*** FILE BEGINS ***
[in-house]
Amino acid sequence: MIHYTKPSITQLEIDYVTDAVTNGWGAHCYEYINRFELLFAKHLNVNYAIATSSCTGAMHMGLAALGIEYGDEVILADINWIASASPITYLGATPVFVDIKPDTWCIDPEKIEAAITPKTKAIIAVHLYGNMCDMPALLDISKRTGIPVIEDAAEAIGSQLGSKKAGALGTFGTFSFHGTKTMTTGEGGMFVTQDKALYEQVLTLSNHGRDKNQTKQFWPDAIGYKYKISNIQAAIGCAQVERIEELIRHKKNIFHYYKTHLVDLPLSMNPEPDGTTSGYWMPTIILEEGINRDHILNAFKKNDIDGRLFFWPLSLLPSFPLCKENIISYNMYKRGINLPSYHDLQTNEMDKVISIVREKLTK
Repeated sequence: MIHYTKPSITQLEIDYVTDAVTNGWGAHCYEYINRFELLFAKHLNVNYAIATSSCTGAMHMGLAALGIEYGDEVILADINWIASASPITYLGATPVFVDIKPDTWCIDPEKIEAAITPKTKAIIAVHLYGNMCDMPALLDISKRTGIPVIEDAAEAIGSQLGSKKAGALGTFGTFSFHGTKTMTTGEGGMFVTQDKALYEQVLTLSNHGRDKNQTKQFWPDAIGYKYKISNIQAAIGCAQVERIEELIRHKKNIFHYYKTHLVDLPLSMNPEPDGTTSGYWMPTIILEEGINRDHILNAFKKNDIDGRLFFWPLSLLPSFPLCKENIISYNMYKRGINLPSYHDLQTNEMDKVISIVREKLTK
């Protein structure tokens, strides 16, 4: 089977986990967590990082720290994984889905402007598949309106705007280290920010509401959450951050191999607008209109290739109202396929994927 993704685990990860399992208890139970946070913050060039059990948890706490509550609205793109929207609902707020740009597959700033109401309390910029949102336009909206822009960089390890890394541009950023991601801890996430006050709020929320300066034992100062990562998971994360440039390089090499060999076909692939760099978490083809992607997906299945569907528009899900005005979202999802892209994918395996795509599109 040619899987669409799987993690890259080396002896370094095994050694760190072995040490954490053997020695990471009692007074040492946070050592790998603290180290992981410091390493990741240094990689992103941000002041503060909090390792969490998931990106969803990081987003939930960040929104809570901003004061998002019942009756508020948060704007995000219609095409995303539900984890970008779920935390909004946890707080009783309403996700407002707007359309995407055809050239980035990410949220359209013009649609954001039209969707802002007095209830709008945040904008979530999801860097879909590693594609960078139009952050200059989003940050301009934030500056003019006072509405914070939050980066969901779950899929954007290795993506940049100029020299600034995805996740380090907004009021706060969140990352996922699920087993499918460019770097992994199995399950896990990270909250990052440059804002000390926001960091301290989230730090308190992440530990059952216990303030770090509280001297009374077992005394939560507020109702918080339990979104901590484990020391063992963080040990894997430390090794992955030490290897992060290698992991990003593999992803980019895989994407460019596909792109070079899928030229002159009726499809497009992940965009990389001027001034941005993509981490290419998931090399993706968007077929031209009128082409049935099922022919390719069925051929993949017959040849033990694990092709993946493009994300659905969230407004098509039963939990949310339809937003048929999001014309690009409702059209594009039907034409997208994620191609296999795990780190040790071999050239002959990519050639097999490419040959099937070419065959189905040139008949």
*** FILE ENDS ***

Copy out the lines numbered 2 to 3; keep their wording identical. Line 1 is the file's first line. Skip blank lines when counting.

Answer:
Amino acid sequence: MIHYTKPSITQLEIDYVTDAVTNGWGAHCYEYINRFELLFAKHLNVNYAIATSSCTGAMHMGLAALGIEYGDEVILADINWIASASPITYLGATPVFVDIKPDTWCIDPEKIEAAITPKTKAIIAVHLYGNMCDMPALLDISKRTGIPVIEDAAEAIGSQLGSKKAGALGTFGTFSFHGTKTMTTGEGGMFVTQDKALYEQVLTLSNHGRDKNQTKQFWPDAIGYKYKISNIQAAIGCAQVERIEELIRHKKNIFHYYKTHLVDLPLSMNPEPDGTTSGYWMPTIILEEGINRDHILNAFKKNDIDGRLFFWPLSLLPSFPLCKENIISYNMYKRGINLPSYHDLQTNEMDKVISIVREKLTK
Repeated sequence: MIHYTKPSITQLEIDYVTDAVTNGWGAHCYEYINRFELLFAKHLNVNYAIATSSCTGAMHMGLAALGIEYGDEVILADINWIASASPITYLGATPVFVDIKPDTWCIDPEKIEAAITPKTKAIIAVHLYGNMCDMPALLDISKRTGIPVIEDAAEAIGSQLGSKKAGALGTFGTFSFHGTKTMTTGEGGMFVTQDKALYEQVLTLSNHGRDKNQTKQFWPDAIGYKYKISNIQAAIGCAQVERIEELIRHKKNIFHYYKTHLVDLPLSMNPEPDGTTSGYWMPTIILEEGINRDHILNAFKKNDIDGRLFFWPLSLLPSFPLCKENIISYNMYKRGINLPSYHDLQTNEMDKVISIVREKLTK